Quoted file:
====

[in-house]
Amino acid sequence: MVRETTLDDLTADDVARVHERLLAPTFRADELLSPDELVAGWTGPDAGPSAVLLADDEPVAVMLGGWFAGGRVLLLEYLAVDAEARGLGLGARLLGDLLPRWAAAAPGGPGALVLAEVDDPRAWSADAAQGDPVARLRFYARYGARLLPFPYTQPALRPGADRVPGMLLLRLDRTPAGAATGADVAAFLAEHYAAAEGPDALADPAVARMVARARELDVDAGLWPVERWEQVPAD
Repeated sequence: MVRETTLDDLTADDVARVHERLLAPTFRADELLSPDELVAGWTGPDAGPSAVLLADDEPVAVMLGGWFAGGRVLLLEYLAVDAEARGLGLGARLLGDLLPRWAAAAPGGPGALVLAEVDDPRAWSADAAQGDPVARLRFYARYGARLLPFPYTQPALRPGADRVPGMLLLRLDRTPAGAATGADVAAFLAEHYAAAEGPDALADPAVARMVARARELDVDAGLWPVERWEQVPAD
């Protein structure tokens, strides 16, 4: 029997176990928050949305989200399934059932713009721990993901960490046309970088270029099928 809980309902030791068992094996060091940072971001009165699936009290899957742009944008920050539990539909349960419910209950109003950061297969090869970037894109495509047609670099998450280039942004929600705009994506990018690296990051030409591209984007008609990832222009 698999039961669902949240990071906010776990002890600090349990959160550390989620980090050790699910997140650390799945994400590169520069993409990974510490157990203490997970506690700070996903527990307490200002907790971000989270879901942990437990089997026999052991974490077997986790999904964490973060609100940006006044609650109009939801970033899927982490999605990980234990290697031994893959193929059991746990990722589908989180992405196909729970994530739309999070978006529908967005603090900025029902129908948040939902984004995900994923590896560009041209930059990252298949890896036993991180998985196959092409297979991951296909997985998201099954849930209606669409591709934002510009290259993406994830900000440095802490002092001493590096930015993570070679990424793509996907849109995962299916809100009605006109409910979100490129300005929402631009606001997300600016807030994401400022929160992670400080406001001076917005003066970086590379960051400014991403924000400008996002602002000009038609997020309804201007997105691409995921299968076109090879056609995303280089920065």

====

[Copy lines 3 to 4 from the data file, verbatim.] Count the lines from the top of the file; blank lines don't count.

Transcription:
Repeated sequence: MVRETTLDDLTADDVARVHERLLAPTFRADELLSPDELVAGWTGPDAGPSAVLLADDEPVAVMLGGWFAGGRVLLLEYLAVDAEARGLGLGARLLGDLLPRWAAAAPGGPGALVLAEVDDPRAWSADAAQGDPVARLRFYARYGARLLPFPYTQPALRPGADRVPGMLLLRLDRTPAGAATGADVAAFLAEHYAAAEGPDALADPAVARMVARARELDVDAGLWPVERWEQVPAD
């Protein structure tokens, strides 16, 4: 029997176990928050949305989200399934059932713009721990993901960490046309970088270029099928 809980309902030791068992094996060091940072971001009165699936009290899957742009944008920050539990539909349960419910209950109003950061297969090869970037894109495509047609670099998450280039942004929600705009994506990018690296990051030409591209984007008609990832222009 698999039961669902949240990071906010776990002890600090349990959160550390989620980090050790699910997140650390799945994400590169520069993409990974510490157990203490997970506690700070996903527990307490200002907790971000989270879901942990437990089997026999052991974490077997986790999904964490973060609100940006006044609650109009939801970033899927982490999605990980234990290697031994893959193929059991746990990722589908989180992405196909729970994530739309999070978006529908967005603090900025029902129908948040939902984004995900994923590896560009041209930059990252298949890896036993991180998985196959092409297979991951296909997985998201099954849930209606669409591709934002510009290259993406994830900000440095802490002092001493590096930015993570070679990424793509996907849109995962299916809100009605006109409910979100490129300005929402631009606001997300600016807030994401400022929160992670400080406001001076917005003066970086590379960051400014991403924000400008996002602002000009038609997020309804201007997105691409995921299968076109090879056609995303280089920065």